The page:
The process used to find the smaller network is known as iterative magnitude pruning (IMP). Basically, you take the big network, train it and then delete — or prune — some of the weights. You then retrain the model without these weights and keep repeating this process with smaller and smaller networks until the performance falls off. It’s a pretty time-consuming process because you have to keep retraining to identify the next set of weights to prune. Remarkably, though, it turns out you can prune 80 percent to 90 percent of the weights and still get identical performance compared to the original on certain image classification tasks. We wanted to understand the mechanism behind why this works and what eventually stops you from pruning more weights.

The recent work that my colleagues and I just published in ICLR 2023 provides answers to these questions. We asked whether, as you’re retraining these smaller and smaller networks, are you going to the same solution or a similar solution? You can think about training a network like travelling through a landscape with mountains and valleys. You want to get to the lowest valley, which represents a certain combination of weights for the model’s function, but there can be many valleys in the landscape at the same height. We wanted to know if the pruning takes you to the same optimal valley or just a similar valley. If it ends up being the same valley, that tells you something about how the pruning method is working; it means that we’re deleting the weights in such a way that there still exists a path back to the same valley. Through our experiments, we found the models were indeed going back to the same valley repeatedly, and thus it’s likely not possible to remove the retraining piece of this pruning algorithm to speed it up.

We also showed why IMP eventually stops working. At a high level, it’s eventually not possible to find a smaller network with a path back to the same valley because the valley becomes too ‘steep.’ This means we can look at a trained network and determine the maximum percentage of weights that can be deleted to retain the same performance, which significantly speeds up the process.


And what projects are you working on the data side of making networks more efficient?

I’ve been fascinated lately with how we can curate better datasets. Often models are trained with datasets that basically scrape everything from the internet and throw it at the model. It can be a pain to go through your data and actually check things, so people often ignore this. But it’s incredibly important not to feed random nonsense into your model because then it will learn and regurgitate nonsense; the data defines the patterns that your model learns. So, one of the things I’m working on is a way to quantify what a quality dataset looks like and improve ways to filter datasets so we can better shape the patterns we show our models.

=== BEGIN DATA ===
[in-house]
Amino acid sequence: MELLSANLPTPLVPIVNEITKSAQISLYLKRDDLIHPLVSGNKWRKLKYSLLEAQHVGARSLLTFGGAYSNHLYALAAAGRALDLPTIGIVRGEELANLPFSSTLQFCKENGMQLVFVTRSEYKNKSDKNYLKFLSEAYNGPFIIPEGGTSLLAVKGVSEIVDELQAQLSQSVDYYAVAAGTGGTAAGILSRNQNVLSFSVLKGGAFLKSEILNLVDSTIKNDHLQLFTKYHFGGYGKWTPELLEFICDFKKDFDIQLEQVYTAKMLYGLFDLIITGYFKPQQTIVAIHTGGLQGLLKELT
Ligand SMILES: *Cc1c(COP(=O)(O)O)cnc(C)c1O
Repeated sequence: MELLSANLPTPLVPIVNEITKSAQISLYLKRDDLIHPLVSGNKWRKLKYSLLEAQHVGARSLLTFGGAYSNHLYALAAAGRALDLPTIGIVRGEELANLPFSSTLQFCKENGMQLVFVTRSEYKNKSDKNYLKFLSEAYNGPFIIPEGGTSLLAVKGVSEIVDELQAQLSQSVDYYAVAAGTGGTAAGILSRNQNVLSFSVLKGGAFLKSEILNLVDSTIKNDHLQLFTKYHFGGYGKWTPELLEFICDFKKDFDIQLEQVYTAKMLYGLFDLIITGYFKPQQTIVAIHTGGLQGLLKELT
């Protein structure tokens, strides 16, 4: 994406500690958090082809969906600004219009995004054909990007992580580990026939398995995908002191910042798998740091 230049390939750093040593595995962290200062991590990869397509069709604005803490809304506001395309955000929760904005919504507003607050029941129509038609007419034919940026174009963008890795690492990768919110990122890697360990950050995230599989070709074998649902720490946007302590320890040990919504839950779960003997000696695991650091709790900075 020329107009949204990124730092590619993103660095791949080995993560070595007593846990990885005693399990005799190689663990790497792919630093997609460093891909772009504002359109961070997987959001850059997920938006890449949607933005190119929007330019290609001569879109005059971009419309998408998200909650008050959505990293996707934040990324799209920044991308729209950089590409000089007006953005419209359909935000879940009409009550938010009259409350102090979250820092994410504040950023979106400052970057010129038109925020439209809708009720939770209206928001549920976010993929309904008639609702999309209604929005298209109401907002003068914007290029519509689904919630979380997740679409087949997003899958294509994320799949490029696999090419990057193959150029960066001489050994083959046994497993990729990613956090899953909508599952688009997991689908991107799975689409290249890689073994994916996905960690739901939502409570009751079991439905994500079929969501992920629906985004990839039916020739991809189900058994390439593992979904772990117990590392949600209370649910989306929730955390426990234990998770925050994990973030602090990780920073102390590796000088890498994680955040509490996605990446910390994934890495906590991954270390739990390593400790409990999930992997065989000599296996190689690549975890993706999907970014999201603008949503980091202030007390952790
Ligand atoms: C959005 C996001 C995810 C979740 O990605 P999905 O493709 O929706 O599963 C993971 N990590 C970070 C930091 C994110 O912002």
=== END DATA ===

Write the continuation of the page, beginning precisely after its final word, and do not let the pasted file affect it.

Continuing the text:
I’m also identifying datasets that can train a model more efficiently. For example, if you’re training a model to identify cats and dogs, there are some images you can use that are easier to identify than others. A picture of a dog standing in a field is an easy-to-identify image compared to a dog in the middle of a crowd or one obstructed by a fence. It turns out that in some parts of training, a model will train faster with the easy-to-identify images, and in other cases it’s the more challenging images that really help.

Lastly, in contrast to image classification tasks where the model is trained on the same image many times, it is very common to do only one pass through the data in language models. But as we scale up these models, there are more and more cases where you are data limited. I’m also looking at what affects how many times a model can see an example before you see diminishing returns and how this depends on your mix of different types of data, such as natural language versus code. Ultimately, it all comes down to what is the right data to feed the model and how can we provide guidance for people to help select and curate that data.


How could this work aid some of the larger issues facing deep learning networks today, such as biases and wrong answers?

Addressing these challenges will require the deep learning community to develop an array of tools, but I certainly expect curating and augmenting the data you use in training to play a significant role. For example, even simply appending tags to certain data so the model learns that it’s an example of something you don’t want has been shown to be an effective way to shape the behavior of your model.

For my work, the overall goal is to better translate between what you want the model to do and how you shape your dataset. This remains an ambitious challenge, but I hope that one of the end results is to give people tools that help with these larger issues.